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Notes

The process of indicator production

All the data on this website comes from official government sources.  For an overview of these sources, see the page on data sources.

The sources are of three main types, namely:

The processes of indicator production is different for these different sources and are therefore discussed separately below.

Large government survey datasets

A list of the major government surveys used by this website is provided in the survey release calendar page.

A survey dataset typically comprises a record for each individual surveyed and is typically around 30,000 records each year.  It is usually in SPSS, STATA or TAB format (these being three of the most commonly used formats for statistical analysis) and is typically around 50Mb in size for each year covered.  Some are published on the web whilst others are only available by request to the relevant government department.

There are two main ways of analysing data from these datasets:

In either case, the results are placed in an Excel spreadsheet together with any technical notes on definitions, methods used, etc.  These notes are always sufficient to allow replication of the results from the source data at a later date.

The spreadsheet is then used to manipulate the data as required and to produce the relevant graphs.

So, the underlying 'database' contains three elements:

Collectively, this database is enormous, currently 70Gb in size.

To help maintain a proper audit trail, each spreadsheet is divided into three linked sections, the first containing the extracted results, the second containing any intermediate calculations, and the third containing the data used for the graphs.

These graphs then need to be converted to a format suitable for the web.  Two formats are produced, namely:

Producing these various formats is a two-stage process:

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Published tables, available from the web

A list of the website data sources used by this website is provided in the website data release calendar page.

A wide variety of government departments produce a voluminous array of periodic publications.  Nowadays these are nearly always available on the web, mostly as pdf files.  Increasingly, they are accompanied by Excel files which contain copies of the tables in the pdf.

If the tables are available in Excel, they are simply placed in a spreadsheet and the graphs produced as for the datasets above.

If the tables are only available within pdfs then these are converted to Excel using OCR software.  This data is then combined with the equivalent data for earlier years and the graphs are then produced as for the datasets above.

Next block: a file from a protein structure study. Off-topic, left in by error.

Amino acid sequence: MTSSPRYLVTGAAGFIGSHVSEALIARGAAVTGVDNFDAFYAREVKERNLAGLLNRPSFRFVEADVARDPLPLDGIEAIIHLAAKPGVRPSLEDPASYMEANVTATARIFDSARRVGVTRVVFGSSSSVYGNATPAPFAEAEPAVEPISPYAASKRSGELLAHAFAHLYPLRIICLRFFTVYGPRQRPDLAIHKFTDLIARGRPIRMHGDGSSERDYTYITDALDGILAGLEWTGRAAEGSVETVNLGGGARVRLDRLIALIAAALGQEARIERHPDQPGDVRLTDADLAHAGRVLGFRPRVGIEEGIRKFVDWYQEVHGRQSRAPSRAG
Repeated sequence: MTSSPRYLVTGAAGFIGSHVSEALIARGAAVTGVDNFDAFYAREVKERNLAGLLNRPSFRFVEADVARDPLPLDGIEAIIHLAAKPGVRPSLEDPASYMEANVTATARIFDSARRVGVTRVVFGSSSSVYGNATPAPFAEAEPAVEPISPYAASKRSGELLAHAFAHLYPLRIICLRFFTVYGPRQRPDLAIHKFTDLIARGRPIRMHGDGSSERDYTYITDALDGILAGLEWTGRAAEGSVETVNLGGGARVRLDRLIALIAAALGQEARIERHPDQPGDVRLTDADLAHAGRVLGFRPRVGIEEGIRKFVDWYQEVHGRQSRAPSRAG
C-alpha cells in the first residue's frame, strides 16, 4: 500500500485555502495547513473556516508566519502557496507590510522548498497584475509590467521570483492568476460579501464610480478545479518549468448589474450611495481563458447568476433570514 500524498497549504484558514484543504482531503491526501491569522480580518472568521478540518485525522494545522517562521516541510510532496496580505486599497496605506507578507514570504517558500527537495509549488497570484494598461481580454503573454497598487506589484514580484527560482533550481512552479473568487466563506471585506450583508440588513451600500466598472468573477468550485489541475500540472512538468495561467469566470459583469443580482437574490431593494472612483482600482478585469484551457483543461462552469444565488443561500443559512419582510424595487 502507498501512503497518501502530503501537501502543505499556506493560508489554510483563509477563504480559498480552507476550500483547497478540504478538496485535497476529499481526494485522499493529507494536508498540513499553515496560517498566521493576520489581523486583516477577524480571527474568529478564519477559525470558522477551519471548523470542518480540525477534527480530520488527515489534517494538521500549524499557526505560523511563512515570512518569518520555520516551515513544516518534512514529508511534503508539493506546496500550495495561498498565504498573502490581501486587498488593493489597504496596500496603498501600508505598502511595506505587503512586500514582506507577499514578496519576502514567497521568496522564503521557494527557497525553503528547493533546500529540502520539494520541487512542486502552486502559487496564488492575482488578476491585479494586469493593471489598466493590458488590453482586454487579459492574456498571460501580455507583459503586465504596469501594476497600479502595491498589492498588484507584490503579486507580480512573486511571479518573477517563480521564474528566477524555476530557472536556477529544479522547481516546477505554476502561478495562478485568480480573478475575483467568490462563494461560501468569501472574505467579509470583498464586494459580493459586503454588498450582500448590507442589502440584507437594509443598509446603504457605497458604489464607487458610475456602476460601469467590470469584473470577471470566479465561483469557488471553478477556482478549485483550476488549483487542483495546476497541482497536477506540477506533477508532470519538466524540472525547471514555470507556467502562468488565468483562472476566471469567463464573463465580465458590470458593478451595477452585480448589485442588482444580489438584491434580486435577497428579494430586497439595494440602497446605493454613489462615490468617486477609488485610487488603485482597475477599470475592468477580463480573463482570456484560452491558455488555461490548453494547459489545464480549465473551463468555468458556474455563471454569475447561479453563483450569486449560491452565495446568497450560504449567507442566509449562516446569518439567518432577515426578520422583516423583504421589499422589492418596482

So, the underlying 'database' contains two elements:

Note that:

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Requests placed by us to the relevant government department

Requests are necessary when the government does not routinely publish the data (e.g. in the area of health data) or when we require different definitions than those used in the published data.

Requests are made by email, including a copy of previous years' data plus any technical notes so that the government department knows precisely what we want.  The government responds by sending an Excel spreadsheet with the latest data.  This is then combined with the equivalent spreadsheets for previous years' data and the graphs produced as for the datasets above.

So, the underlying 'database' contains two elements:

As with the other types of data source, a thorough audit trail is fundamental but, in this case, is achieved through notes and links with the email correspondence.

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Managing the process

In total, there are around 900 graphs on this website, nearly all of which have to be updated at least annually.  This process is managed using a spreadsheet which contains a record for each graph.  Inter alia, the data for each graph includes:

Each week, a report is produced listing those graphs which require updating.  The relevant data is obtained and the graphs updated, together with the website text with which they are associated.

At least monthly, the website is updated to the latest version.

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